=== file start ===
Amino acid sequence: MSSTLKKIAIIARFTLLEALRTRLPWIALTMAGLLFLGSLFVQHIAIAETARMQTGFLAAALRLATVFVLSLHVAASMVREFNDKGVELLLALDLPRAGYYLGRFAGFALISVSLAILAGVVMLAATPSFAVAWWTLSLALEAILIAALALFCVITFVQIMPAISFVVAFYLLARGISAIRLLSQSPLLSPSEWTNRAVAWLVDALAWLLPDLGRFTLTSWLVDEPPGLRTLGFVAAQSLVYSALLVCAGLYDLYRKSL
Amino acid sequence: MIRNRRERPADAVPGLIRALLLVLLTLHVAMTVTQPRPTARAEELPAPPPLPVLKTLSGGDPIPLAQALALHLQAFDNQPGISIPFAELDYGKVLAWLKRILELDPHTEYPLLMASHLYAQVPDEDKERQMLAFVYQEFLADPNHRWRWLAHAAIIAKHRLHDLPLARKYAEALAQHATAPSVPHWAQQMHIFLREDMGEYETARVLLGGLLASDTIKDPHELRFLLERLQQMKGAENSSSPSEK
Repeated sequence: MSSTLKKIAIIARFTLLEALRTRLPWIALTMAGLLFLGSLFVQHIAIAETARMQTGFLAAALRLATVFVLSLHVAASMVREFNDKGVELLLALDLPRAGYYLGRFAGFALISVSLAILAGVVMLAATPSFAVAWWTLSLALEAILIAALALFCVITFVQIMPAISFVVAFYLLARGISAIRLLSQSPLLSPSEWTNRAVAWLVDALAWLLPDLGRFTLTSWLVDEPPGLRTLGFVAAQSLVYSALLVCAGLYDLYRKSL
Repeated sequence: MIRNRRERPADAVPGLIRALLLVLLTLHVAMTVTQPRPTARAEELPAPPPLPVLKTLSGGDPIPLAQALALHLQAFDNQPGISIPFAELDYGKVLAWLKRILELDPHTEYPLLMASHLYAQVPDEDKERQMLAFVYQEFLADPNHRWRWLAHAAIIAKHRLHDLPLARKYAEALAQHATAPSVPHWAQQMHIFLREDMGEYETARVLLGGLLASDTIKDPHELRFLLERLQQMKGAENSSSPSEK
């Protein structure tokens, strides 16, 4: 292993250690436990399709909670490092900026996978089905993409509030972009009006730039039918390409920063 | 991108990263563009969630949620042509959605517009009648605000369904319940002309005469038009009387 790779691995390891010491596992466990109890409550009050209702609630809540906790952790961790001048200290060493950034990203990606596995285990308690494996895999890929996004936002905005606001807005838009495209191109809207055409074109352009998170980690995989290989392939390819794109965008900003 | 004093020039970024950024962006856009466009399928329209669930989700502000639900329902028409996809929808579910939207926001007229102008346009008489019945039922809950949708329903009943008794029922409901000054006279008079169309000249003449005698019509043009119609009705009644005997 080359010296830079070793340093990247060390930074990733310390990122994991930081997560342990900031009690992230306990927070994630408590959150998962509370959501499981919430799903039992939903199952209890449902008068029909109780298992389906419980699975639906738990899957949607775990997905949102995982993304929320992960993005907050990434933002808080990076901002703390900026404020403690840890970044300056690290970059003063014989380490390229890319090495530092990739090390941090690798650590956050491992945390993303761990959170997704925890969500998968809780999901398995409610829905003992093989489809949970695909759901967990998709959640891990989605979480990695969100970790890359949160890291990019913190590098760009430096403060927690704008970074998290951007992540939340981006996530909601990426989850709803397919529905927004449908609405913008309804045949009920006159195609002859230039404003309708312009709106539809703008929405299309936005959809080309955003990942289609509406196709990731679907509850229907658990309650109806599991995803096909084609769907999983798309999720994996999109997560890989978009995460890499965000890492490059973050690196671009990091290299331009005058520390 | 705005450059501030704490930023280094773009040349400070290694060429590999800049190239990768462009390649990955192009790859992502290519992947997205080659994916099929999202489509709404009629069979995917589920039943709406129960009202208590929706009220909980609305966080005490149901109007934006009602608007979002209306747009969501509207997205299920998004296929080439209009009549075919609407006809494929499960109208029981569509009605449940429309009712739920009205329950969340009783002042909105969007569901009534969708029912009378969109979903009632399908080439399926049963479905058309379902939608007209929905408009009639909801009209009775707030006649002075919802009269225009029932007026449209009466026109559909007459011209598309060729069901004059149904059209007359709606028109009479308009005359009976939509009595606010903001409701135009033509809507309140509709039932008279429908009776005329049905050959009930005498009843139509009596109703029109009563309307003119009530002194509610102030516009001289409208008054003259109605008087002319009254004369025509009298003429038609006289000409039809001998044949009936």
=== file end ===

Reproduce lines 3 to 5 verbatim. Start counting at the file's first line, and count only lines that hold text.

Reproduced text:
Repeated sequence: MSSTLKKIAIIARFTLLEALRTRLPWIALTMAGLLFLGSLFVQHIAIAETARMQTGFLAAALRLATVFVLSLHVAASMVREFNDKGVELLLALDLPRAGYYLGRFAGFALISVSLAILAGVVMLAATPSFAVAWWTLSLALEAILIAALALFCVITFVQIMPAISFVVAFYLLARGISAIRLLSQSPLLSPSEWTNRAVAWLVDALAWLLPDLGRFTLTSWLVDEPPGLRTLGFVAAQSLVYSALLVCAGLYDLYRKSL
Repeated sequence: MIRNRRERPADAVPGLIRALLLVLLTLHVAMTVTQPRPTARAEELPAPPPLPVLKTLSGGDPIPLAQALALHLQAFDNQPGISIPFAELDYGKVLAWLKRILELDPHTEYPLLMASHLYAQVPDEDKERQMLAFVYQEFLADPNHRWRWLAHAAIIAKHRLHDLPLARKYAEALAQHATAPSVPHWAQQMHIFLREDMGEYETARVLLGGLLASDTIKDPHELRFLLERLQQMKGAENSSSPSEK
């Protein structure tokens, strides 16, 4: 292993250690436990399709909670490092900026996978089905993409509030972009009006730039039918390409920063 | 991108990263563009969630949620042509959605517009009648605000369904319940002309005469038009009387 790779691995390891010491596992466990109890409550009050209702609630809540906790952790961790001048200290060493950034990203990606596995285990308690494996895999890929996004936002905005606001807005838009495209191109809207055409074109352009998170980690995989290989392939390819794109965008900003 | 004093020039970024950024962006856009466009399928329209669930989700502000639900329902028409996809929808579910939207926001007229102008346009008489019945039922809950949708329903009943008794029922409901000054006279008079169309000249003449005698019509043009119609009705009644005997 080359010296830079070793340093990247060390930074990733310390990122994991930081997560342990900031009690992230306990927070994630408590959150998962509370959501499981919430799903039992939903199952209890449902008068029909109780298992389906419980699975639906738990899957949607775990997905949102995982993304929320992960993005907050990434933002808080990076901002703390900026404020403690840890970044300056690290970059003063014989380490390229890319090495530092990739090390941090690798650590956050491992945390993303761990959170997704925890969500998968809780999901398995409610829905003992093989489809949970695909759901967990998709959640891990989605979480990695969100970790890359949160890291990019913190590098760009430096403060927690704008970074998290951007992540939340981006996530909601990426989850709803397919529905927004449908609405913008309804045949009920006159195609002859230039404003309708312009709106539809703008929405299309936005959809080309955003990942289609509406196709990731679907509850229907658990309650109806599991995803096909084609769907999983798309999720994996999109997560890989978009995460890499965000890492490059973050690196671009990091290299331009005058520390 | 705005450059501030704490930023280094773009040349400070290694060429590999800049190239990768462009390649990955192009790859992502290519992947997205080659994916099929999202489509709404009629069979995917589920039943709406129960009202208590929706009220909980609305966080005490149901109007934006009602608007979002209306747009969501509207997205299920998004296929080439209009009549075919609407006809494929499960109208029981569509009605449940429309009712739920009205329950969340009783002042909105969007569901009534969708029912009378969109979903009632399908080439399926049963479905058309379902939608007209929905408009009639909801009209009775707030006649002075919802009269225009029932007026449209009466026109559909007459011209598309060729069901004059149904059209007359709606028109009479308009005359009976939509009595606010903001409701135009033509809507309140509709039932008279429908009776005329049905050959009930005498009843139509009596109703029109009563309307003119009530002194509610102030516009001289409208008054003259109605008087002319009254004369025509009298003429038609006289000409039809001998044949009936």